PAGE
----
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EAB81

To Assess or Not

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I really enjoy blood bank and all the crazy stuff that goes along with it, but I want to learn more than just my scope of the BB Supervisor at the local hospital. Someone recommended to me that I should become an assessor. Does that sound like a good idea because they would train me? I'm not sure I meet all the qualifications from what I've looked at. For those who are assessors, former assessors, etc. ,  what can you tell me? TIA

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Do you have a BS?  I would say go for it.  AABB does provide training (they used to anyway).  If you go that route just remember that there are many ways to "skin the cat".  Be open-minded but at the same time understand what the standard(s) is trying to convey.  I don't know that being an inspector/assessor can help you understand all the "crazy stuff" you might encounter in the BB.  It helps to be well-grounded in the basics of Immunohematology and an awareness that there's a whole lot of stuff that occurs rarely.  This chat room is a great place for learning and answers (from a host of contributors).

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Being an assessor takes time and effort.  However, if you are willing to put in the work, it is a good way to learn, and to get insight from another perspective.  

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To be an assessor for AABB, you have to currently work at an AABB accredited facility and be an individual AABB member as well.  If you meet these requirements and you meet the experience requirements, you can apply to be an assessor.  It is a big commitment, but well worth it!  They expect you to make a real effort to attend the assessor day training each year at the AABB annual meeting and to accept and complete a minimum of 2 assessment assignments each year.  If you have to miss the annual meeting for whatever reason, they do allow you to make it up with on-line training, but it's required that you get your initial 2 day "new assessor" training and preferred that you get your subsequent annual assessor training at the face-to-face annual meeting each year.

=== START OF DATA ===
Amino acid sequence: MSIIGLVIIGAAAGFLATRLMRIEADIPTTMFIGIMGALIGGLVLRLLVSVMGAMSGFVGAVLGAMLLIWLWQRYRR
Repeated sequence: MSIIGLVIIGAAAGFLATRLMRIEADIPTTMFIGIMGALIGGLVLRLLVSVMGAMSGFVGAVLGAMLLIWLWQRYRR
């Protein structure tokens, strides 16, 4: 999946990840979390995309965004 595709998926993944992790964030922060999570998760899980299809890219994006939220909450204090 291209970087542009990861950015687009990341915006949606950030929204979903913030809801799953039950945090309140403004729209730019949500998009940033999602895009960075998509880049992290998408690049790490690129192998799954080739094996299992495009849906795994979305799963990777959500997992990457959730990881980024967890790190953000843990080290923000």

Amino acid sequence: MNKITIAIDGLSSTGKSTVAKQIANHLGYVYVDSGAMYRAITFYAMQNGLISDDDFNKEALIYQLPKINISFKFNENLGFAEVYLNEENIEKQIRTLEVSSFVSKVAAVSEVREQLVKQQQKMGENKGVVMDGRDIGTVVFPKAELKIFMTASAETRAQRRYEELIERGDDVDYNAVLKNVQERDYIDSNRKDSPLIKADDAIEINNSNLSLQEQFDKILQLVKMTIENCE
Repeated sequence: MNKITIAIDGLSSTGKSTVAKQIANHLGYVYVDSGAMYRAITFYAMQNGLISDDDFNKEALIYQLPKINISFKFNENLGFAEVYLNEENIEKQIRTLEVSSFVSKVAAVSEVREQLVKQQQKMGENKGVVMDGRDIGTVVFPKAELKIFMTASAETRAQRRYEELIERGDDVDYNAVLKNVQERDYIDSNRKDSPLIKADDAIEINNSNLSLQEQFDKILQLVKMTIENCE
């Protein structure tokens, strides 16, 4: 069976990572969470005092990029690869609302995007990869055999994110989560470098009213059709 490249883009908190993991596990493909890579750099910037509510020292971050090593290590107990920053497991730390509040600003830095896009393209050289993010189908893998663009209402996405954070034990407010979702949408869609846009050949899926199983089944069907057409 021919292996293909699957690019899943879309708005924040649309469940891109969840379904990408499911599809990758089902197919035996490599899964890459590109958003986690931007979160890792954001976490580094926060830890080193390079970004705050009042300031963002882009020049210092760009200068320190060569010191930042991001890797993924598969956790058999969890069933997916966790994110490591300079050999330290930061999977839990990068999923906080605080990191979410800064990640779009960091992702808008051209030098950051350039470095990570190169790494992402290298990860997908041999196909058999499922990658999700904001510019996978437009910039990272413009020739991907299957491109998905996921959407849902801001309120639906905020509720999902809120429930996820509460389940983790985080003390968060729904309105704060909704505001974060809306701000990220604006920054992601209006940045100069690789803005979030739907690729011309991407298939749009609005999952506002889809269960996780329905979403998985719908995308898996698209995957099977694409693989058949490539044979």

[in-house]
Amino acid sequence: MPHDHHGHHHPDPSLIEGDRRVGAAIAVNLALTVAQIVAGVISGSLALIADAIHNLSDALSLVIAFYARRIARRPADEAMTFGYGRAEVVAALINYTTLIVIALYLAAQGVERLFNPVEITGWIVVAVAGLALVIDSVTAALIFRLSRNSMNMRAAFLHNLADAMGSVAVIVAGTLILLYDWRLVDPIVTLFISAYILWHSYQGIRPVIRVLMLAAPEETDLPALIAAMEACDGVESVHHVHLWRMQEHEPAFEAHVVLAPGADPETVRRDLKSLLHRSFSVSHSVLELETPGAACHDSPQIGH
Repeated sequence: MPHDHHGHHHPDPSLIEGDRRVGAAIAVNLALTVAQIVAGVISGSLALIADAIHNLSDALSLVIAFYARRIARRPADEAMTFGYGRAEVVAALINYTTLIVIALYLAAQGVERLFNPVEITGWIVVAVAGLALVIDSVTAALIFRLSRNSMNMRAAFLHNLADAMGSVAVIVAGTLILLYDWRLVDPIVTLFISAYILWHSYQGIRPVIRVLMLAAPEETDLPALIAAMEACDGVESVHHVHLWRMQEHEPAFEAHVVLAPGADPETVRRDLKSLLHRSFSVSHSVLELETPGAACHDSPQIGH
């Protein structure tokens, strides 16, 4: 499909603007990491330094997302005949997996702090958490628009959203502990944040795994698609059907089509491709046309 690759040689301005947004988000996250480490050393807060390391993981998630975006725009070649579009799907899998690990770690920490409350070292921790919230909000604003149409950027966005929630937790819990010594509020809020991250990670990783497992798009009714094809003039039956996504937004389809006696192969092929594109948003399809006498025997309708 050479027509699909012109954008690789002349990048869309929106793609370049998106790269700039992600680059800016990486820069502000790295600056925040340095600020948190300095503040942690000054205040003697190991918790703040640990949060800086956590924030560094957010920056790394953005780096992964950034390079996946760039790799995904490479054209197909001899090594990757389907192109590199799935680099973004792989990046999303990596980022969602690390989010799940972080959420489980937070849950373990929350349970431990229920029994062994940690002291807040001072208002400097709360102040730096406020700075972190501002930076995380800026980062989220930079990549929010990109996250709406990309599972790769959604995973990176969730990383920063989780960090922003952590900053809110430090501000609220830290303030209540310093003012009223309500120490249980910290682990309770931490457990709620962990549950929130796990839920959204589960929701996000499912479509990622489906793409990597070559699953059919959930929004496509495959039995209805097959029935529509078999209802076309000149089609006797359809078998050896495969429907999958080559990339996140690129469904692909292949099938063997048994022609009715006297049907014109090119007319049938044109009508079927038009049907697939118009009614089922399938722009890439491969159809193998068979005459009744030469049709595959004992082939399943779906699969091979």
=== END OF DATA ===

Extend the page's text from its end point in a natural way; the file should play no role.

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On ‎08‎/‎16‎/‎2019 at 12:29 PM, David Saikin said:

Do you have a BS?  I would say go for it.  AABB does provide training (they used to anyway).  If you go that route just remember that there are many ways to "skin the cat".  Be open-minded but at the same time understand what the standard(s) is trying to convey.  I don't know that being an inspector/assessor can help you understand all the "crazy stuff" you might encounter in the BB.  It helps to be well-grounded in the basics of Immunohematology and an awareness that there's a whole lot of stuff that occurs rarely.  This chat room is a great place for learning and answers (from a host of contributors).

I do have a BS. This forum has already been tremendously helpful! Thanks!

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17 hours ago, sgoertzen said:

To be an assessor for AABB, you have to currently work at an AABB accredited facility and be an individual AABB member as well.  If you meet these requirements and you meet the experience requirements, you can apply to be an assessor.  It is a big commitment, but well worth it!  They expect you to make a real effort to attend the assessor day training each year at the AABB annual meeting and to accept and complete a minimum of 2 assessment assignments each year.  If you have to miss the annual meeting for whatever reason, they do allow you to make it up with on-line training, but it's required that you get your initial 2 day "new assessor" training and preferred that you get your subsequent annual assessor training at the face-to-face annual meeting each year.    

Looking closely at it, I do meet all the requirements. I don't think the commitment will be a problem at all. I haven't quite decided to do it for sure, but I so appreciate your input.

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It's not for everyone.  I did it for a couple of years and did not like it at all.  That was about 20 years ago.  I have never felt compelled to go back and do it again.

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On ‎8‎/‎20‎/‎2019 at 8:47 PM, Cliff said:

It's not for everyone.  I did it for a couple of years and did not like it at all.  That was about 20 years ago.  I have never felt compelled to go back and do it again.

What didn't you like about it, if I may ask?

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15 minutes ago, EAB81 said:

What didn't you like about it, if I may ask?

I was new to my compliance officer job.  I was hoping to learn more than teach.  I assessed one organization that almost made me cry.  I asked for anything from section 1 in Standards, they had nothing.  I asked for training documents, they gave me beautiful blank ones, but none that were completed for any staff.  The whole assessment went like that.  I went to lunch and was so overwhelmed with a sense of doom for them, I almost wanted to leave.  Most of the places I went were similar.

I stopped as it was just too draining on me.

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